- Associated Press - Wednesday, October 26, 2016

GENEVA (AP) - After an internal investigation, UEFA has found that former general secretary Gianni Infantino and current president Aleksander Ceferin did not break any rules when the governing body of European soccer sent a multimillion dollar loan to the Slovenian federation.

The 4 million euro ($4.4 million) deal for a betting company investment in June 2015 - which an internal UEFA report says was “granted in real exception” - has been scrutinized because it was signed off by Infantino and Ceferin. They have since won unexpected elections as presidents of FIFA and UEFA, respectively.

A Norwegian magazine reported that FIFA ethics prosecutors are investigating Infantino’s part in the loan. It said UEFA flouted financial protocol to approve the money, and noted that FIFA’s code of ethics prohibits individuals from investing in soccer gambling operators.

The UEFA disciplinary committee asked its investigations unit to report on claims initially made by Scandinavian media last month.

The inquiry document, seen by The Associated Press, concluded that UEFA and the Slovenian federation “respected the relevant provisions and conditions” of granting loans to members.

“The loan was granted entirely in accordance with standard UEFA procedures and that the use of the loan funds by the Slovenian (federation) raised no questions either,” UEFA said Wednesday in a statement to the AP.

The document noted that FIFA’s ethical rules on betting and integrity of matches relate to “persons,” not institutions. The code, therefore, does “neither apply to UEFA, nor to national associations,” the document concludes.

Despite UEFA’s internal report, FIFA ethics prosecutors can independently seek evidence and demand witness statements. However, it is unclear if an early stage probe has begun.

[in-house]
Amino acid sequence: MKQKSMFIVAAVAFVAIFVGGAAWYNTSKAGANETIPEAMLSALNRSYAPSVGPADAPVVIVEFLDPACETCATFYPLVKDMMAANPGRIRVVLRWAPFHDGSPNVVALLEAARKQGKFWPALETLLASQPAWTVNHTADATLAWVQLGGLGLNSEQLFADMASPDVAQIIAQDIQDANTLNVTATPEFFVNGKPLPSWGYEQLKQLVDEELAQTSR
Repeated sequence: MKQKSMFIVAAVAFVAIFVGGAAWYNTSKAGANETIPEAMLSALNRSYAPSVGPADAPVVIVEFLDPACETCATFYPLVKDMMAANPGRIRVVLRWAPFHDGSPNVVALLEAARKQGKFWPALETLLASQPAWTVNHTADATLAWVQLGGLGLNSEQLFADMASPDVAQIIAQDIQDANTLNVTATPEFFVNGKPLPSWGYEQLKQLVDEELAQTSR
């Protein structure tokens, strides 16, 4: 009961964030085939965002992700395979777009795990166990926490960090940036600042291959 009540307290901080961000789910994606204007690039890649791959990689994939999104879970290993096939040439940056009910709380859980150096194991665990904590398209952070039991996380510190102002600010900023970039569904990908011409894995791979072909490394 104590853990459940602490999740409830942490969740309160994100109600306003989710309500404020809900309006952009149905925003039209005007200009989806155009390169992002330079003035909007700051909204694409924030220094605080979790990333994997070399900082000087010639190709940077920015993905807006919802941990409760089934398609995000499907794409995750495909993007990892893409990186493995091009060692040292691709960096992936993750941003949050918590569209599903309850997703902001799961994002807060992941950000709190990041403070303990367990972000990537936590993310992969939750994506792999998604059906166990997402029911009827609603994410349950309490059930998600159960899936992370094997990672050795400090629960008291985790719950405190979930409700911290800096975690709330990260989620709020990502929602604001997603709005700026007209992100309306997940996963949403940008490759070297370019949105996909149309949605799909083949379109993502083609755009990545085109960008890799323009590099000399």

The investigatory chamber of the FIFA ethics committee said it would never confirm an ongoing preliminary inquiry. But that can lead to a formal case being opened, which would typically be announced.

The multimillion dollar loan from UEFA was detailed last month after FIFA built closer links to Slovenia.

In July, FIFA appointed Slovenia state auditor Tomaz Vesel to chair its independent audit and compliance committee and a panel which sets salaries. Norwegian magazine Josimar reported that Vesel plays on an amateur soccer team with Ceferin, who it claimed was supported by Infantino’s staff in what became a landslide win for the UEFA presidency in September.

Interviewed by the AP last week, Ceferin described reports seeking to implicate him as “mosquito bites” helped by an old guard of soccer insiders opposing him.

“They had to try to invent some non-stories,” Ceferin said at UEFA headquarters in Nyon, Switzerland, insisting the loan was “as clean as possible. We asked for a loan, it was a strategic investment.”

The report says Infantino was not directly involved in Slovenia’s formal request in December 2014, which had “one sole known and well-documented aim” - to buy a 17.3 percent share of the state lottery Sportna loterija. The owners include the Slovenian Olympic committee and national ski federation.

UEFA said its loan policy is “to co-finance strategic projects with a lasting impact and can never be granted to support bad management or wrong decisions.”

Slovenia got “exceptional” treatment at two stages of the process, the report acknowledged, though notes that UEFA previously granted 25 loans to member federations.

One exception was in granting a “force majeure loan” in May 2015 that had to be approved by five senior UEFA officials, including then-president Michel Platini and Infantino. A “detailed cash-flow” plan also had to be given, and the Slovenian federation suggested the investment would earn extra revenue after eight years.

UEFA said it also allows “in very exceptional cases” for its finance committee to grant loans guaranteed against a member’s future payments from UEFA-controlled broadcasting and sponsorship sales of World Cup and European Championship qualifying matches.

UEFA wrote to Ceferin on April 28, 2015, that Platini must approve how Slovenia could repay the loan. It would be offset against 800,000 euro ($870,000) payments Slovenia was due to get each August from 2016 through 2020.

Noting that other UEFA members had commercial ties to betting operators, the report said the Spanish soccer federation got 1 percent of national lottery profits which was worth 70 million euros ($76 million) since 1998.

“Furthermore, and as everybody knows, it is not at all uncommon for national football associations, or for football clubs, to have commercial relationships with companies in the lottery or gaming business,” UEFA said in its statement Wednesday.

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